Mitchell, among others, is working on a Trump-directed effort to convince states to quit the Electronic Registration Information Center (ERIC), which helps identify unregistered voters and registration irregularities. Conspiracy theories on the right have proliferated regarding ERIC, and as some Republican states have dropped it, the potential for problems has grown, according to election experts interviewed by Rolling Stone. The new software Trump allies are using instead relies on “totally unreliable” data, which could lead to more challenges to the votes of registered and eligible voters, overwhelming election officials, creating delays, and giving candidates who lost “more time and more space to create false narratives about an election being stolen,” according to David Becker, one of ERIC’s founders.


Delay delay delay is the Trump strategy if Biden wins in November—delay verifying ballots, delay with recounts, delay with audits. Delay sows doubt. Piling up lawsuits does too, even if they are later thrown out.

The RNC has filed lawsuits in Michigan, Nevada, Pennsylvania, Arizona, and even Mississippi. Kari Lake filed a case with the Supreme Court claiming electronic voting machines in Maricopa County are “susceptible to hacking.” She wants the Court to outlaw electronic voting. No matter the outcome of the case, Lake will, no doubt, blame these machines should she—or Trump—lose their elections in Arizona.

Layered over this volatile scenario is the threat of violence, whether Trump explicitly encourages it at the time or not. His torrent of lies and the cowardice of elected Republicans who knowingly echo his lies have created a permanent threat to election workers. Trump supporters are primed for battle—metaphoric and physical. A spokeswoman for Trump recently claimed that the party will be sending “soldiers” to monitor voting.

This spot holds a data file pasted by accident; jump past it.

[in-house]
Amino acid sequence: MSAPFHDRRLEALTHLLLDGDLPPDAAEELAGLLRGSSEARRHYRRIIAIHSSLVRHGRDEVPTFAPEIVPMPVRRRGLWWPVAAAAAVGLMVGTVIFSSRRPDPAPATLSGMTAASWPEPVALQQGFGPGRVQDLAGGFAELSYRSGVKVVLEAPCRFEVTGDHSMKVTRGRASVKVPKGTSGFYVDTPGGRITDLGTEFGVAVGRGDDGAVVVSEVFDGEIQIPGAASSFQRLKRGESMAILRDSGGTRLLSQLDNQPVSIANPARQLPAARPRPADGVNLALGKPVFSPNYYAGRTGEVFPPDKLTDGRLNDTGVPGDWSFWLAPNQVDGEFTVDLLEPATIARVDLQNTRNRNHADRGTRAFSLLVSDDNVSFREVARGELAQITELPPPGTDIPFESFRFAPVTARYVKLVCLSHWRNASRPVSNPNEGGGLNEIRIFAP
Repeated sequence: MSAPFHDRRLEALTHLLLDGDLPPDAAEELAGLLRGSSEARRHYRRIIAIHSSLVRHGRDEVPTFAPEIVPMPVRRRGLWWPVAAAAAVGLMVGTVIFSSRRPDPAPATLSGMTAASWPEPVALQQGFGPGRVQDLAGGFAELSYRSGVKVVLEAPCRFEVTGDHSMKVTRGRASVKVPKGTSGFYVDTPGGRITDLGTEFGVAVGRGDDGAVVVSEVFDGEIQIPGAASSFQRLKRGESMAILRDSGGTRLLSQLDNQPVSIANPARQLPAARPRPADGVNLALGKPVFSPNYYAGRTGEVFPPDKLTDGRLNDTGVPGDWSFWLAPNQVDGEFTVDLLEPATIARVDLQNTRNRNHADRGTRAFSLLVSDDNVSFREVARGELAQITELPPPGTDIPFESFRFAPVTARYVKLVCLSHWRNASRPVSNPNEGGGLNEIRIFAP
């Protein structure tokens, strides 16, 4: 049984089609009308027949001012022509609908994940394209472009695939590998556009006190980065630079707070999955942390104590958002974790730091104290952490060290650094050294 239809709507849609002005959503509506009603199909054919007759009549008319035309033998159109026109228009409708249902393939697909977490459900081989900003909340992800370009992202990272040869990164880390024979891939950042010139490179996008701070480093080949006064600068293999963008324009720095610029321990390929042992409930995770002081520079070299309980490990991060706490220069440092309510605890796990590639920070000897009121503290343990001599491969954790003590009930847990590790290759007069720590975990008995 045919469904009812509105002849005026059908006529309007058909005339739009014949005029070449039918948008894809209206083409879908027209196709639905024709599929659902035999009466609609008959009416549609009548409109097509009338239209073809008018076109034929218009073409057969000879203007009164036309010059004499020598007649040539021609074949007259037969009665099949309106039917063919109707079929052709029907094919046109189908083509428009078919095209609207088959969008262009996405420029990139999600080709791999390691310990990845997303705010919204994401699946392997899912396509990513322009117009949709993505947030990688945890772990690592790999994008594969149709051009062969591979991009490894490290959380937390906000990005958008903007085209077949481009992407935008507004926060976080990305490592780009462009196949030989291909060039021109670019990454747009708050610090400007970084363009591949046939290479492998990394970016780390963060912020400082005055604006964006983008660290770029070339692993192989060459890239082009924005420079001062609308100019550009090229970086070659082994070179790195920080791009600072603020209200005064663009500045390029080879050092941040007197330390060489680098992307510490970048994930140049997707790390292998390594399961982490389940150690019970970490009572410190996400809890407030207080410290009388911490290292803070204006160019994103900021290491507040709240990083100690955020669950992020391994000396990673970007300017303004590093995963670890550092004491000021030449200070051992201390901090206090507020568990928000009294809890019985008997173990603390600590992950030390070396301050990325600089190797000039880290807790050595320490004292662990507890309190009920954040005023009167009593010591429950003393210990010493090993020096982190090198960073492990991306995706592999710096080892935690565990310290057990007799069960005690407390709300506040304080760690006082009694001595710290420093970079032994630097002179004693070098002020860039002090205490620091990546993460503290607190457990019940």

Last week, Judge Michael Luttig remarked about the unprecedented threat Trump presents to our judiciary and to democracy, following Trump’s attacks on the daughter of the judge who will preside over his hush money case. “Never in history has any person leveled such attacks and been met with such passivity, acquiescence, and submissiveness by the nation,” Luttig wrote. The same can be said for the nation’s collective reaction to Trump’s plans to steal the 2024 election. Rich Lowry wrote last month in a National Review column titled “How Exactly Would Donald Trump End American Democracy?” that “we can stipulate that if Trump loses in November he won’t concede the election and, in all likelihood, will engage in the same kind of pressure campaign to change the results as he did in 2020.”

What Trump has planned for November and December, if he doesn’t win, is not a “pressure campaign.” It’s another coup.

Trump’s plan to potentially steal a free and fair election should itself be a central issue of the 2024 campaign. It’s far more consequential than polls, fundraising tallies, or the electoral salience of student loan payments or a TikTok ban.

Trump intends to light the country on fire with his lies—again. We can’t stop it if we don’t talk about it.